Dan called me up and asked me to come work for Telltale not long after they started to get things going. When I started, they had just opened up the first office (it still smelled like wet paint). I have fond memories of putting my desk together that first day.
Before Sam & Max, Telltale had the Bone license. What prevented that adaptation from continuing after two episodes?
Well, Sam & Max happened. I know a few of us were still interested in continuing Bone, but I don’t recall it ever being seriously considered; there were just too many other things going on.
Was there a sense of vindication or closure when Telltale released Sam & Max: Season 1 to success?
Did you notice the date on the cardboard box in Sam & Max’s office? Sure there was. We did what they said couldn’t be done, and that felt pretty great.
How did your role on Sam & Max 2 differ from your responsibilities on the Telltale Sam & Max games?
I was still the gameplay guy, but I also got to work on the engine and had a lot more input into the creative side of things. Working with Brendan Ferguson was really great; he has a wonderful sense of humor, and was always interested in listening to what the team had to say.
I loved all three of Telltale’s Sam & Max seasons, and I think they got better as they went along. The last Sam & Max season was released in 2010, and Telltale continued on for eight years after that. Was there any talk of a fourth season during that time?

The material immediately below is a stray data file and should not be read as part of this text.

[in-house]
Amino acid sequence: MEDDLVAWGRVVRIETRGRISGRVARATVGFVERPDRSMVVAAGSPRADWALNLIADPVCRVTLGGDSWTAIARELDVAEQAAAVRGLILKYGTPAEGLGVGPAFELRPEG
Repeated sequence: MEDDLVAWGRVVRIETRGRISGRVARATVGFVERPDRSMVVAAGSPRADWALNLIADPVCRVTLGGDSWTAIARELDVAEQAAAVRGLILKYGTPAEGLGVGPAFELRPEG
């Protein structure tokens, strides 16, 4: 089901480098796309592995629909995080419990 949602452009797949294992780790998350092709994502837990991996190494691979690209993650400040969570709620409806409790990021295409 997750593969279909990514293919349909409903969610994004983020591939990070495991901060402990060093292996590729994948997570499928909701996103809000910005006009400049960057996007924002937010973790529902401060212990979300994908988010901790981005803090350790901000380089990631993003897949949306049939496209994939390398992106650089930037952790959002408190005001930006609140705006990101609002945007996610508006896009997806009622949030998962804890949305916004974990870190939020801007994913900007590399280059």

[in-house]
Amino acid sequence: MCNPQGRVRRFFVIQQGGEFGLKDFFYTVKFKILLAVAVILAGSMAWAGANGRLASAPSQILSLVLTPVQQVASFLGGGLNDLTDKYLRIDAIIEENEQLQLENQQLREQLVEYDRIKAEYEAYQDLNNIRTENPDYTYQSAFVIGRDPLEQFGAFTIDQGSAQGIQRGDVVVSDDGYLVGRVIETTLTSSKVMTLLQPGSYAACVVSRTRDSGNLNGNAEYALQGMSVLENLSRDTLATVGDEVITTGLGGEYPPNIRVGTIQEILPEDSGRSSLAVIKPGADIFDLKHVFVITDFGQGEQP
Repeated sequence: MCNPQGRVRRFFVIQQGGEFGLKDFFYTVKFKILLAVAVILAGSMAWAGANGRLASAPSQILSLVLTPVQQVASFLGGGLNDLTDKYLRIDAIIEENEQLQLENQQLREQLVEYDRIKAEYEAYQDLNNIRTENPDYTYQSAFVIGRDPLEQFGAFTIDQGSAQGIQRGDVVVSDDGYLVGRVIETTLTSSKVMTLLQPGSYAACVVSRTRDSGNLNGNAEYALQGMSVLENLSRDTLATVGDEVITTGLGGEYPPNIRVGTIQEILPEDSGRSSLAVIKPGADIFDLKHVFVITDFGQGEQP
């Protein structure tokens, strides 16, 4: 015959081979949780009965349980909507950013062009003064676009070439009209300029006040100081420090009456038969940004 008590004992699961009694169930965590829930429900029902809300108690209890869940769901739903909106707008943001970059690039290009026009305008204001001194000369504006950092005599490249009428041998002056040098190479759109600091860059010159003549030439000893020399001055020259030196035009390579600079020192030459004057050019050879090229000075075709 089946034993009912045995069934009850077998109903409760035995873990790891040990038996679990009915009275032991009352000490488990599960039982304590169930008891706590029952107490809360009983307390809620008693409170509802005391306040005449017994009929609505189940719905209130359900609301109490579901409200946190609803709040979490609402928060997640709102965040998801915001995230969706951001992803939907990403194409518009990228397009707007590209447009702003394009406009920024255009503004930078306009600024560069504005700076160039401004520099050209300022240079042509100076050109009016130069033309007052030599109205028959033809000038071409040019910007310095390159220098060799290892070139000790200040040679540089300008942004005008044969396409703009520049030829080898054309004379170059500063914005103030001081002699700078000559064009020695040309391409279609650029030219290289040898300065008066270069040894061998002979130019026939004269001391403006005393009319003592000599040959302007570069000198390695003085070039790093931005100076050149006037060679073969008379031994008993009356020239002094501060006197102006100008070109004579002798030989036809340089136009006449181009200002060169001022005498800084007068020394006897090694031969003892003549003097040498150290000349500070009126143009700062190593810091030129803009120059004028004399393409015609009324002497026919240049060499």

There was some talk of making a Christmas special, among other things, but I don’t recall any serious discussion about making a 4th season.
Do you see a future for Sam & Max at another game studio?
Absolutely. The fan base is certainly there. A new Sam & Max adventure could be a thing, given the right backing and the right team.
If I'm not mistaken, you have the distinction of having had worked at Telltale from pretty much the very beginning all the way to the end. How would you describe the early, humble days of Telltale?
It was very exciting in those early days, and there was a lot of optimism in the air about what we were doing. It was also a struggle, but we managed to keep things going against long odds.
What are you up to these days?
I can’t say much about that, but I’m really excited about what I’m working on and hope to be able to talk more about it soon!